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Late Summer and Fall

"When at its height this display of wild flowers is positively one of the finest in America. The writer personally knows of nothing to match it. It is worth going miles to see."

B. W. Wells The Natural Gardens of North Carolina; with Keys and Descriptions of the Herbaceous Wild Flowers Found Therein
1932

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Savannah white orchid or Southern white bog orchid
Platanthera nivea (Nutt.) Luer

"Now appears perhaps the finest display of all. Of those attractions that have come and gone before, one may see the procession from any point on the savannah, but to see the massed display of floral loveliness about to be mentioned one must go to the northeastern end of the area near the railroad? Here, standing in places so thick that they touch each other like people in a crowd, one may see in favorable years thousands of the white savannah orchids."

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Tall bog bunchflower
Zigadenus glaberrimus Michx.

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Tall bog bunchflower
Zigadenus glaberrimus Michx.

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Loudspeakers or Barbara's buttons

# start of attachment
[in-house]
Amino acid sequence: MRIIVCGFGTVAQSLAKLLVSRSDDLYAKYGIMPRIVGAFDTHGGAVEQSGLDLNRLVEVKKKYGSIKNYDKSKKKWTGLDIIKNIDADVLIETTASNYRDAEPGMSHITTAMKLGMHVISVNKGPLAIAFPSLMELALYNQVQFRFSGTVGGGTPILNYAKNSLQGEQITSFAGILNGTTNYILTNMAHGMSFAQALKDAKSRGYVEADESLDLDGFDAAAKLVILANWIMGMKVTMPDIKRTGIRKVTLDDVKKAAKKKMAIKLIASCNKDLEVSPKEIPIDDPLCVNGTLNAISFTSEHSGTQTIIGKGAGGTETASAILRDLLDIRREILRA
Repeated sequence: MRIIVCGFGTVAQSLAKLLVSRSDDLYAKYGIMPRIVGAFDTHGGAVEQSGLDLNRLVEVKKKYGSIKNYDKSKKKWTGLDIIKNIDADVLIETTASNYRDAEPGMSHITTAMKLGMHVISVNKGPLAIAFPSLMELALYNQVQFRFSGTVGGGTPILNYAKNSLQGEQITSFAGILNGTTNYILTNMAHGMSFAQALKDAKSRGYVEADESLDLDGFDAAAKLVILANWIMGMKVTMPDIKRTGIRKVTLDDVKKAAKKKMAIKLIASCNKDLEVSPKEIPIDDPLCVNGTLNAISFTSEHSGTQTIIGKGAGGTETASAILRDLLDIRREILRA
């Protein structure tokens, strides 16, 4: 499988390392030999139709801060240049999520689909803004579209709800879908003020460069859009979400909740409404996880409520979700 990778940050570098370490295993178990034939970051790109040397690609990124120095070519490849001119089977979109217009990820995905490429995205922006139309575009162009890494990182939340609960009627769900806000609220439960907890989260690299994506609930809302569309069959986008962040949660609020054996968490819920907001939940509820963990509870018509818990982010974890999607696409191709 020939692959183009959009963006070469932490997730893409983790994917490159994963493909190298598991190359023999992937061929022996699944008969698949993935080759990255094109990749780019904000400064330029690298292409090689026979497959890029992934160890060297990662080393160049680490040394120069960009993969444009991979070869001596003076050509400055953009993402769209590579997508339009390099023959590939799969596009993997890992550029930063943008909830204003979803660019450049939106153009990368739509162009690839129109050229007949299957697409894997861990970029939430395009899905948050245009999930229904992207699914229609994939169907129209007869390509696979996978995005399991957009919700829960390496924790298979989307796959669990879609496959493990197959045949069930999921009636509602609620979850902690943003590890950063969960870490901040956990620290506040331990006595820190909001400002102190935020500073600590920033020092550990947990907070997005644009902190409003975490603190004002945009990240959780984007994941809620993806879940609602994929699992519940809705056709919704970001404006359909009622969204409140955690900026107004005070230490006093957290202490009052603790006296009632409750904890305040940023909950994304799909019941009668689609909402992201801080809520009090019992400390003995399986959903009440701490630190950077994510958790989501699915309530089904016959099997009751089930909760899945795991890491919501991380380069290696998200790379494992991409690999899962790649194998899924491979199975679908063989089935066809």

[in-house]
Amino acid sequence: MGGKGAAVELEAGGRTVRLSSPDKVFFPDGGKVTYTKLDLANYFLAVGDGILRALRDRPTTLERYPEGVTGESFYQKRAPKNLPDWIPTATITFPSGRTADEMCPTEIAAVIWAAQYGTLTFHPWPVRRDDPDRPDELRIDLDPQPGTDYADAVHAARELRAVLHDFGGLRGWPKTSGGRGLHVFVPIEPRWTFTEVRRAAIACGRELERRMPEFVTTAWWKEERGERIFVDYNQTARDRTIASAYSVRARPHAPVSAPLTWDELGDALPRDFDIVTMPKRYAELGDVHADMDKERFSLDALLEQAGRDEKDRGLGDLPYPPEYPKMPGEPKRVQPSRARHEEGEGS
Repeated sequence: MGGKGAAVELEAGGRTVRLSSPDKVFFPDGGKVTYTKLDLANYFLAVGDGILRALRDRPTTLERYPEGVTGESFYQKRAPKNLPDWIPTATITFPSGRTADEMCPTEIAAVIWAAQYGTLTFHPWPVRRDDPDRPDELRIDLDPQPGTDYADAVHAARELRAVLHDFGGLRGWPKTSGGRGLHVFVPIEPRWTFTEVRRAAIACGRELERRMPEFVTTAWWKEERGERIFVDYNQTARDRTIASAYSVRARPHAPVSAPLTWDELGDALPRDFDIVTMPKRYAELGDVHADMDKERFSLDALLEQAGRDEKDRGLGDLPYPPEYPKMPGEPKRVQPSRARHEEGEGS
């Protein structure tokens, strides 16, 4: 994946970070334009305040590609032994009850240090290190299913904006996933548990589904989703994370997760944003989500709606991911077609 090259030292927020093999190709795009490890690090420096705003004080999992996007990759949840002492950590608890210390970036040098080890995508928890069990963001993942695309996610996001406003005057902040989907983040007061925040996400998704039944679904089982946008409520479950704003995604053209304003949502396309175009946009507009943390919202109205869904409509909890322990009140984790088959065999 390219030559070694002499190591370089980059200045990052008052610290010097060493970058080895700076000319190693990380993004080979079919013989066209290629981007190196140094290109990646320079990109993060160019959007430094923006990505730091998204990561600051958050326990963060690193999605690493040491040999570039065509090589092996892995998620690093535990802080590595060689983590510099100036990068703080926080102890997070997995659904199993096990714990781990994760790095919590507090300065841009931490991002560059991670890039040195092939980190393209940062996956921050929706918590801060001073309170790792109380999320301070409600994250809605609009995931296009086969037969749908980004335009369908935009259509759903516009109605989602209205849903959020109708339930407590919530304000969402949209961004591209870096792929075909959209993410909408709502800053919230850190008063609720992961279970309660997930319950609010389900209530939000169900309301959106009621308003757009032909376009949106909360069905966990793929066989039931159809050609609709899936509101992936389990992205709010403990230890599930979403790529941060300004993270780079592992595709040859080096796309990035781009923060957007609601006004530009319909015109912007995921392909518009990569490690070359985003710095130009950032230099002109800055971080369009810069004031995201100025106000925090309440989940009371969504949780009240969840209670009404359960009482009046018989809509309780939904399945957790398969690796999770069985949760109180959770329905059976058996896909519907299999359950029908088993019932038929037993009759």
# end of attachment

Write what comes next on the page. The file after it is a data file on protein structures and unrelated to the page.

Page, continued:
Marshallia graminifolia (Walt.) S.

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Carolina redroot
Lachnanthes caroliniana (Lam.) Dandy

"In August the tallest species with showy flowers comes in, the tall bog bunch flower, four feet high with its lax cluster of prominent star-like blossoms. They may be picked out easily at long distances across the savannah. With them one may now find the radiant marshallia, and the curious, coarse, almost ugly, hairy massed flowers of the Carolina redroot."

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Savannah blazing star
Liatris spicata (L.) Willd. var. resinosa (Nutt.) Gaiser

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Rough-stemmed bunch flower
Triantha racemosa (Walt.) Small

"With September, the turn of the season begins. The savannah reflects the change ever so inconsequentially at first, but by the end of the month the presence of the blazing stars, and tofieldias tell the story of the approaching end of the procession."

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Savanna coreopsis
Coreopsis linifolia Nutt.

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Wand goldenrod
Solidago stricta Ait.

"Coreopsis, unusual species of sunflowers, and the savannah golden-rod all come in to make the grand finale the thrilling golden spectacle it is."

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Grass-leaved bog aster or Savannah aster
Eurybia paludosa (Ait.) Nesom

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Savannah aster or Grass-leaved bog aster
Eurybia paludosa (Ait.) Nesom

"Late November comes. The pageant is over. Yet nature has furnished an anti-climax in the asters which in their cool blue tints suggest the coming of the frosts. Even December still presents the asters, the last offering of the savannah gods. January alone has not a flower to brighten its passing."

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